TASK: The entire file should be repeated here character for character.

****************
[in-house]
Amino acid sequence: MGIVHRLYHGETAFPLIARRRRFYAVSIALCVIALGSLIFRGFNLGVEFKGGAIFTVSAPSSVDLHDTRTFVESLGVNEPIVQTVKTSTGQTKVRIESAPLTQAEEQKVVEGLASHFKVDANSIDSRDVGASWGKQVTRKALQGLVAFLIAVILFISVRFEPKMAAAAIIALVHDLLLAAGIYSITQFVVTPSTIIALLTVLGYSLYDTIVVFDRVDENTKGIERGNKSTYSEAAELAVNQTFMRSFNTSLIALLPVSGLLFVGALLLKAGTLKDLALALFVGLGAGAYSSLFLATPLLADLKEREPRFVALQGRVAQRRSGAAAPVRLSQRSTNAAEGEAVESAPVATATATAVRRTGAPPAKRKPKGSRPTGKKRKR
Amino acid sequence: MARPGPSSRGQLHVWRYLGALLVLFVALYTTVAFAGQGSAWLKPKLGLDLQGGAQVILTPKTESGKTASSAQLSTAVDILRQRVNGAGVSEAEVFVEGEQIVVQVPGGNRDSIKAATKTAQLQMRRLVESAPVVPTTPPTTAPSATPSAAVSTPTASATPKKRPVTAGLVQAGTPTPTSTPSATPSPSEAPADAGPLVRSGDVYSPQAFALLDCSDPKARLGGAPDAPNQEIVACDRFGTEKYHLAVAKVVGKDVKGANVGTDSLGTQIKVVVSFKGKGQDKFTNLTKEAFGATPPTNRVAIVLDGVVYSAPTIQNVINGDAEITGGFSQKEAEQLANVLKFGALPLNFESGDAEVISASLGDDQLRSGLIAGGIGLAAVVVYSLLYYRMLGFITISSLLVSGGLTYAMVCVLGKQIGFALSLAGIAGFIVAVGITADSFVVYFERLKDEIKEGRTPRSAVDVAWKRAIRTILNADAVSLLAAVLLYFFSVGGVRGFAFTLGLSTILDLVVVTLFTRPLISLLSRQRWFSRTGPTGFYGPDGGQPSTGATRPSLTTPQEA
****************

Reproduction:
[in-house]
Amino acid sequence: MGIVHRLYHGETAFPLIARRRRFYAVSIALCVIALGSLIFRGFNLGVEFKGGAIFTVSAPSSVDLHDTRTFVESLGVNEPIVQTVKTSTGQTKVRIESAPLTQAEEQKVVEGLASHFKVDANSIDSRDVGASWGKQVTRKALQGLVAFLIAVILFISVRFEPKMAAAAIIALVHDLLLAAGIYSITQFVVTPSTIIALLTVLGYSLYDTIVVFDRVDENTKGIERGNKSTYSEAAELAVNQTFMRSFNTSLIALLPVSGLLFVGALLLKAGTLKDLALALFVGLGAGAYSSLFLATPLLADLKEREPRFVALQGRVAQRRSGAAAPVRLSQRSTNAAEGEAVESAPVATATATAVRRTGAPPAKRKPKGSRPTGKKRKR
Amino acid sequence: MARPGPSSRGQLHVWRYLGALLVLFVALYTTVAFAGQGSAWLKPKLGLDLQGGAQVILTPKTESGKTASSAQLSTAVDILRQRVNGAGVSEAEVFVEGEQIVVQVPGGNRDSIKAATKTAQLQMRRLVESAPVVPTTPPTTAPSATPSAAVSTPTASATPKKRPVTAGLVQAGTPTPTSTPSATPSPSEAPADAGPLVRSGDVYSPQAFALLDCSDPKARLGGAPDAPNQEIVACDRFGTEKYHLAVAKVVGKDVKGANVGTDSLGTQIKVVVSFKGKGQDKFTNLTKEAFGATPPTNRVAIVLDGVVYSAPTIQNVINGDAEITGGFSQKEAEQLANVLKFGALPLNFESGDAEVISASLGDDQLRSGLIAGGIGLAAVVVYSLLYYRMLGFITISSLLVSGGLTYAMVCVLGKQIGFALSLAGIAGFIVAVGITADSFVVYFERLKDEIKEGRTPRSAVDVAWKRAIRTILNADAVSLLAAVLLYFFSVGGVRGFAFTLGLSTILDLVVVTLFTRPLISLLSRQRWFSRTGPTGFYGPDGGQPSTGATRPSLTTPQEA